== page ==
The benchmark rate, which influences the prime rates at Canada’s big banks, stands at 1.25 per cent.

Markets shrug off US inflation worries to make fresh gains

Last week’s steep drop in equity prices is fading memory despite predictions of US interest rate hikes

New evidence of mounting US inflation has failed to derail the recovery from last week’s plunge in share prices, with global stock markets registering fresh gains.

Last week’s steep drop in equity prices was a fading memory as Wall Street shrugged off concerns that mounting cost of living pressures could force the Federal Reserve, the US central bank, into a series of interest rate rises in 2018.

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Sun Life Financial to add medical marijuana option to group benefits plans

TORONTO — Sun Life Financial Inc. is adding medical marijuana as an option for its group benefits plans, marking an industry shift and the latest sign of growing public acceptance of cannabis.

The Toronto-based insurer’s chief executive Dean Connor said the move was influenced by rising interest from Sun Life’s employer clients.

“Medical marijuana has become a very important part of their treatment program and pain management program,” said Connor, referencing patients who have cancer, multiple sclerosis, rheumatoid arthritis, or those requiring palliative care.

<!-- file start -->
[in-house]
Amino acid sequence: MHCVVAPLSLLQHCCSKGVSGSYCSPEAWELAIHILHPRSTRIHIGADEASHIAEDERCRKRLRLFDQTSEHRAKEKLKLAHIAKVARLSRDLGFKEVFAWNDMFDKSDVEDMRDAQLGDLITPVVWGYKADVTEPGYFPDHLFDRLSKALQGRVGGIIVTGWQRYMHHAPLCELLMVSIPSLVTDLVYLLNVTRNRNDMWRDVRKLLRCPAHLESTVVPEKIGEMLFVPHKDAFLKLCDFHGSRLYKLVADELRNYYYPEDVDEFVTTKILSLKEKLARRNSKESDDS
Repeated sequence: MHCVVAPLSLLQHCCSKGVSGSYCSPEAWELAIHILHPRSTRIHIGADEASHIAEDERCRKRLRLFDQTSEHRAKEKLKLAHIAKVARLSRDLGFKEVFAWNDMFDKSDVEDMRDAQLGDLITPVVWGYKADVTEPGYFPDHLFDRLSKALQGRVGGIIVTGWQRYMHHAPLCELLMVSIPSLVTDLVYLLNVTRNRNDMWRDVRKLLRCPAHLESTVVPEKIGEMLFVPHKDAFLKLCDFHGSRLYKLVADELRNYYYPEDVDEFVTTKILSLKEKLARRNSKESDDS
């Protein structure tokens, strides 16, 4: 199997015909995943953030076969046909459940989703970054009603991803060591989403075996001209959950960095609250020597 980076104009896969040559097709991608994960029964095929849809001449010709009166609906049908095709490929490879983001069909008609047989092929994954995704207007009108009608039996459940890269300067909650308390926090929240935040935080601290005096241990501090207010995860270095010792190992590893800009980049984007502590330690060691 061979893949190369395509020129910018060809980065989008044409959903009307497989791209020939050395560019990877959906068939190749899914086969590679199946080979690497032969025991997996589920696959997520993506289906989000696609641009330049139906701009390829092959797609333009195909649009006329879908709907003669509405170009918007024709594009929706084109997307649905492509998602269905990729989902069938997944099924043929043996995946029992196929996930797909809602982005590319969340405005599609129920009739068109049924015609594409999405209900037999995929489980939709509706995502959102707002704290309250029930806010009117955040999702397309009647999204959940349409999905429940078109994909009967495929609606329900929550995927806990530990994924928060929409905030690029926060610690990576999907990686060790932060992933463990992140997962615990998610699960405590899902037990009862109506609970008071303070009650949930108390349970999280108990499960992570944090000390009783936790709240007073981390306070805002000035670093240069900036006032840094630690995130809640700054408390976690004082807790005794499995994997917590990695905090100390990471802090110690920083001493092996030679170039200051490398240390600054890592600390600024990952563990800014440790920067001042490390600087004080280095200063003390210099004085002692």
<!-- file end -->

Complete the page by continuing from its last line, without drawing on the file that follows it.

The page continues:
Sun Life provides health benefits coverage to more than three million Canadians and their families, or one in six Canadians. This comes as the country moves to legalize cannabis for recreational use later this year and as the number of registered medical marijuana patients grows.

There were more than 235,000 medical marijuana patients in the system across Canada at the end of September 2017, compared to roughly 98,500 a year earlier, noted Vahan Ajamian, a Beacon Securities Ltd. research analyst.

“The insurance companies have been getting pressure to cover this as a regular medicine,” he said.

Starting March 1, plan sponsors will have the option to add medical cannabis coverage to extended health-care plans, ranging from $1,500 to $6,000 per covered person per year.

Medical cannabis coverage will be available for specific conditions and symptoms associated with cancer, rheumatoid arthritis, multiple sclerosis, HIV-AIDS, and palliative care.

Sun Life will also conduct periodic reviews of the growing body of clinical research supporting the use of medical cannabis for other conditions, and update its criteria if necessary, the company said in a document updating their client base.

Jonathan Zaid, the executive director of patient advocacy group Canadians for Fair Access to Medical Marijuana, said the enhanced coverage comes after years of litigation to gain this level of acceptance for medical marijuana.

“Although there may not be immediate benefit for patients as specific plan sponsors will need to purchase the coverage, this move will make covering medical cannabis simpler than today’s exception process and speaks volumes to the broader acceptance and legitimacy of medical cannabis,” he said.

Sun Life’s employer client base includes 22,300 plan sponsors.